When paying for a language course (with your time, effort or money) there’s one mistake you should probably avoid – treating your language study like it’s something static. Let’s take a look at what moves when languages are learned.
Unwelcome rituals: the anatomy of a reluctant language learner (Case Study 1)
The Russian course you signed up for turns out to be a nightmare. Twice a week, you turn up for your classes. Every few months, a test comes along. And since Russian is needed for your business – it gets used at work.
You don’t really enjoy any of it. The Cyrillic alphabet has lost its pizzazz. The melody of the language, so new and romantic once, is now just a ringing in your ears.
Here’s something you won’t hear from me again:
You’re still learning. You’re going through the motions. There are many more learners like you. And what you’re doing is better than nothing.
“Would if I could” – the platonic love of language (Case Study 2)
Gaelic is the stuff of your dreams, the bulk of your playlist, the amazing ideal you aspire to. You can list all your favourite singers and the reasons why it would be so great to learn the language one day. You even blew your pocket money on a gaelic dictionary once.
The language smells of the sea and green meadows and ah, all the things you once saw on posters. This is definitely your favourite foreign language.
And you will probably never even start learning. Never sign up for a class, not to mention seeking out conversation partners.
Here’s something I don’t often say:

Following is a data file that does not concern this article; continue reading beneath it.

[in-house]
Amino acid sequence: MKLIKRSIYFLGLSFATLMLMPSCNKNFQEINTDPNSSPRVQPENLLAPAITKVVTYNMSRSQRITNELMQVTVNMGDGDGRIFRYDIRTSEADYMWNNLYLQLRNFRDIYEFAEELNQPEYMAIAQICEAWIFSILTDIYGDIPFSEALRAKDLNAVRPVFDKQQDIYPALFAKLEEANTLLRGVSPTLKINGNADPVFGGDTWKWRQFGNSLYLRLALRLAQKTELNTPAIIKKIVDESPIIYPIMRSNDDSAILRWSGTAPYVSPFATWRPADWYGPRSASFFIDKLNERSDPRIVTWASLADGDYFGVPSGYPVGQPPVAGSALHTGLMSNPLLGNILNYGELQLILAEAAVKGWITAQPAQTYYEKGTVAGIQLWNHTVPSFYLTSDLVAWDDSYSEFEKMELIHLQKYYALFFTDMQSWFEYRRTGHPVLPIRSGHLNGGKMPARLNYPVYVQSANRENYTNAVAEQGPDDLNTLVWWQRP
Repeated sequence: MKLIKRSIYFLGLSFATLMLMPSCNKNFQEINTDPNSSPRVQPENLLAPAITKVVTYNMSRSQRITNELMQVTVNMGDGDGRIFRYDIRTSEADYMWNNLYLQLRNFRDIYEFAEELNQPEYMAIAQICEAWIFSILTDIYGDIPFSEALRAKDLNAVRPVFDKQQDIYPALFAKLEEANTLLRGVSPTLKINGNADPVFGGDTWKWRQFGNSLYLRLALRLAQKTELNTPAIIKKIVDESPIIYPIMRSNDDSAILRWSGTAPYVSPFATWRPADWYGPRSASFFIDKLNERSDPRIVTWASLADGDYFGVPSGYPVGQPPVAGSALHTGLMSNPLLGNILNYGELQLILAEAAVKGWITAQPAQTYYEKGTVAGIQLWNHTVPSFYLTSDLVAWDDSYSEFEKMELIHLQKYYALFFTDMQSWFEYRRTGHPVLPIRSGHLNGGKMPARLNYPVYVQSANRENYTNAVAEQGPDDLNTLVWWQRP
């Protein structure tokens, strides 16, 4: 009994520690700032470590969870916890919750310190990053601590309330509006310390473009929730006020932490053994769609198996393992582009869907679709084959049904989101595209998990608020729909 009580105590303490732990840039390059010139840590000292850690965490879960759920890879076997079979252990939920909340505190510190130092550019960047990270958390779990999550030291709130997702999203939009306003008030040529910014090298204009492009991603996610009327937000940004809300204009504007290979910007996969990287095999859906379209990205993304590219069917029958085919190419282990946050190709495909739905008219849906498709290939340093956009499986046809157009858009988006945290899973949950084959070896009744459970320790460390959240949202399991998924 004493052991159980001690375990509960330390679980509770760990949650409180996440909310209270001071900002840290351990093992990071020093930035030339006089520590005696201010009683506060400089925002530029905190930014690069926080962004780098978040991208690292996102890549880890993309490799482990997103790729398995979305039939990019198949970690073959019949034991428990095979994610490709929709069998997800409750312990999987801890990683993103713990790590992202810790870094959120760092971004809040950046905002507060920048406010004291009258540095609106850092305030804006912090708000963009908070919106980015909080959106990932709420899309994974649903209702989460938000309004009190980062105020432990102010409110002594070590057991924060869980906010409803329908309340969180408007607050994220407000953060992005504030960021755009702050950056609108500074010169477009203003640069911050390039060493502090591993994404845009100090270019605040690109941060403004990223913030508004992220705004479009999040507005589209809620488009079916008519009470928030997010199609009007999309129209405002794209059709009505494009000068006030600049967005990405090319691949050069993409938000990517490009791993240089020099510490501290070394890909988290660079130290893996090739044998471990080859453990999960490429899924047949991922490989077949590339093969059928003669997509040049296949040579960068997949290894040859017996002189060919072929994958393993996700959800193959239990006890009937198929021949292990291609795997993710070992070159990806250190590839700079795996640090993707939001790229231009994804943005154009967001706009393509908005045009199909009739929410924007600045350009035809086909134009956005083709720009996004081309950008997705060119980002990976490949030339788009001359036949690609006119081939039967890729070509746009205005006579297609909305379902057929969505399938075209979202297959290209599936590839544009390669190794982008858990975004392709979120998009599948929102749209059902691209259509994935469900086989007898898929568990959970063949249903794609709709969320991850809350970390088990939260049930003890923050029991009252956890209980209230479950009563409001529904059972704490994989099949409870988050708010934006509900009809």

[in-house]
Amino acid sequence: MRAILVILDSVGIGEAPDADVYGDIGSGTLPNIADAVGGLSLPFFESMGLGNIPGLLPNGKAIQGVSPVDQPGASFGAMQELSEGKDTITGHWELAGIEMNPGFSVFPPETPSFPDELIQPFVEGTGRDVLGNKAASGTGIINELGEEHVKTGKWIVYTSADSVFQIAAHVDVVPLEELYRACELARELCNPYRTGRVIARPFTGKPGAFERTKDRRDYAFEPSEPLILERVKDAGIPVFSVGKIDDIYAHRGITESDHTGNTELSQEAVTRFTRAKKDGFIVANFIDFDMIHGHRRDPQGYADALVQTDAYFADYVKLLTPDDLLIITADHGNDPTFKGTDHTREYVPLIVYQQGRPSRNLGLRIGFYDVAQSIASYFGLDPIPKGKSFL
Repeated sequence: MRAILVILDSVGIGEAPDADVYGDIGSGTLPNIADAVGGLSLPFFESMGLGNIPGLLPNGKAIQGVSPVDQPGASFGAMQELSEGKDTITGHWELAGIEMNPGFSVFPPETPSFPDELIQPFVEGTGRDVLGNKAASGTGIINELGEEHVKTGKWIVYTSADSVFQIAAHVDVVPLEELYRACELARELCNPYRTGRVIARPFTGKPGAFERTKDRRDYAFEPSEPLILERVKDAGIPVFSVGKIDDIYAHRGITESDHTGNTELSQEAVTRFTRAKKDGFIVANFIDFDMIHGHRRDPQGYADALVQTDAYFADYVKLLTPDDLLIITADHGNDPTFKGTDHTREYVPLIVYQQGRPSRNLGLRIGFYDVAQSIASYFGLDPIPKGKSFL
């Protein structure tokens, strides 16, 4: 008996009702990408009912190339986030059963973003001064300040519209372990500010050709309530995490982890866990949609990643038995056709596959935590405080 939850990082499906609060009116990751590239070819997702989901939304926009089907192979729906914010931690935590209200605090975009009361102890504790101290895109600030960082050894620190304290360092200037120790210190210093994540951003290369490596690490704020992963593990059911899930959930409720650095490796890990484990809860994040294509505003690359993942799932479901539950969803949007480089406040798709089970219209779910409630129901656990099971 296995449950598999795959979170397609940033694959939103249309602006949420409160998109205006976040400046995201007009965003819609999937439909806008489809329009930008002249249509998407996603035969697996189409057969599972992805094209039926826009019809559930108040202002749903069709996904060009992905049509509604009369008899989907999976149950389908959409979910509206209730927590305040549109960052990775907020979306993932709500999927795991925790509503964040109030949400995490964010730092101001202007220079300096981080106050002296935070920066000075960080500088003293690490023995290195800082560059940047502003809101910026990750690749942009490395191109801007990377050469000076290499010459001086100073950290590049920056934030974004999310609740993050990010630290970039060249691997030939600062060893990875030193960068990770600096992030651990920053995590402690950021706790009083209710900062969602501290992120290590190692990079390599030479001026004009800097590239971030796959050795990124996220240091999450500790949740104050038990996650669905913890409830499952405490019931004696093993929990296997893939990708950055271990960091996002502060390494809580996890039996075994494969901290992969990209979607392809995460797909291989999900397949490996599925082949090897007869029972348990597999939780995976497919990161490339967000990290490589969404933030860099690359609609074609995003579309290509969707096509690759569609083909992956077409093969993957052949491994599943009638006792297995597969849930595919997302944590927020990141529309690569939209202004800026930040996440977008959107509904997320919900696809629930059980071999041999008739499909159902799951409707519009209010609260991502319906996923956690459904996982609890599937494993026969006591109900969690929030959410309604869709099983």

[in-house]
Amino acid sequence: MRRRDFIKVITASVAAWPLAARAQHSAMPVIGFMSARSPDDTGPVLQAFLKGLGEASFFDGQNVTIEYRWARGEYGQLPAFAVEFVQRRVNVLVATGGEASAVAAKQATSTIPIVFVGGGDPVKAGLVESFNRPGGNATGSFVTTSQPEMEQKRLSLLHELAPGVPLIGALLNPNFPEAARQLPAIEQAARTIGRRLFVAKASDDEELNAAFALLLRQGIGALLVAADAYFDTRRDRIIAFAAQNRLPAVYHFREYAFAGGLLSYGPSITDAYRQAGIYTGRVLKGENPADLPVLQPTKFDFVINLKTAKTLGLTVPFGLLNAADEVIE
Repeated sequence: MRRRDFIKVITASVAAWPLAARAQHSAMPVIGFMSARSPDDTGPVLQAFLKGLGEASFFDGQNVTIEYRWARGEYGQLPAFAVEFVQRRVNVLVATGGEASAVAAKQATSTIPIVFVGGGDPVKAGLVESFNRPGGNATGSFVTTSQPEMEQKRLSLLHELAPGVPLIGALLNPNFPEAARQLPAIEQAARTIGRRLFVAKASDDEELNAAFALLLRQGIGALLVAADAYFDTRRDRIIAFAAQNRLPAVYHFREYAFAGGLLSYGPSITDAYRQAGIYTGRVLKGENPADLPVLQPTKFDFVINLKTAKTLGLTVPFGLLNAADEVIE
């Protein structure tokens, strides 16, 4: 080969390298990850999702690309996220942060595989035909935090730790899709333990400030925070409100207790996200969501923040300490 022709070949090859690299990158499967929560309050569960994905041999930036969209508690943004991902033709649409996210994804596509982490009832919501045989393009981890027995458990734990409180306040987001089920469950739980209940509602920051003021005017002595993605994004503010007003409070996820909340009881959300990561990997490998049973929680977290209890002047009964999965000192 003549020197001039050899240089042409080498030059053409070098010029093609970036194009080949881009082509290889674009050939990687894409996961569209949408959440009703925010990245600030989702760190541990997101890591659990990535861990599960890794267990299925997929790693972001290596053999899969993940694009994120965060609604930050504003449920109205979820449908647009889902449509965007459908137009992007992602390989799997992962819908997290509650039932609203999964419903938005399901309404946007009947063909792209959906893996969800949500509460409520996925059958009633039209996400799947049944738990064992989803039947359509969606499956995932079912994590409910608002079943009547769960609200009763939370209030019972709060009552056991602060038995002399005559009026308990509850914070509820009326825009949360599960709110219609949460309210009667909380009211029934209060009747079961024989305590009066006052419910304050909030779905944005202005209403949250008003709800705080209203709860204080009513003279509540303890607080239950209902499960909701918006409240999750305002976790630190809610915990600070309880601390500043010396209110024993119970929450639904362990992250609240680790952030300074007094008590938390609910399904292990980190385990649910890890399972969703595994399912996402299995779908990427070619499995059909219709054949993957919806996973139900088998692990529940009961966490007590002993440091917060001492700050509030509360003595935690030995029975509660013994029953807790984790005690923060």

Loving an idea of a foreign language study is exactly this: being in love with an idea.
I’d rather you studied a language you didn’t particularly like.
Muscles, memory, and more
There’s a quote by Ira Glass that explains a lot about creativity. It seems to me that it also speaks of reasons why it’s so hard to begin doing something we love deeply:
It’s hard to spoil our ideal, it feels wrong to ruin something so perfect with our work! This is a surprisingly common cause for many learner (and teacher) disappointments: I can imagine what I want to sound like (or what I want my learners to sound like) – but that’s nowhere near what is actually the case.
There’s one remedy. Ira Glass is spot on again. Do more work. In case of foreign language study – come to class. Cover your syllabus. Practice. Fail. Repeat.
Does this guarantee progress? Is this the certain way to learn any language? Sure not. Here’s what it will do, though:
– Keep the structures, vocabulary and rules in your memory.
– Keep the social contexts alive (the learner group, the speakers you interact with, the commitment that your peers notice)
– Keep the habit strong (smokers and runners will know how bad they can feel without their kicks!)
– Keep the pronunciation patterns fresh in the “muscle memory” (it’s been ages since I spoke French, and my accent is that of a certain police officer).
Love is cute. Work is key. So which language most deserves your next move?
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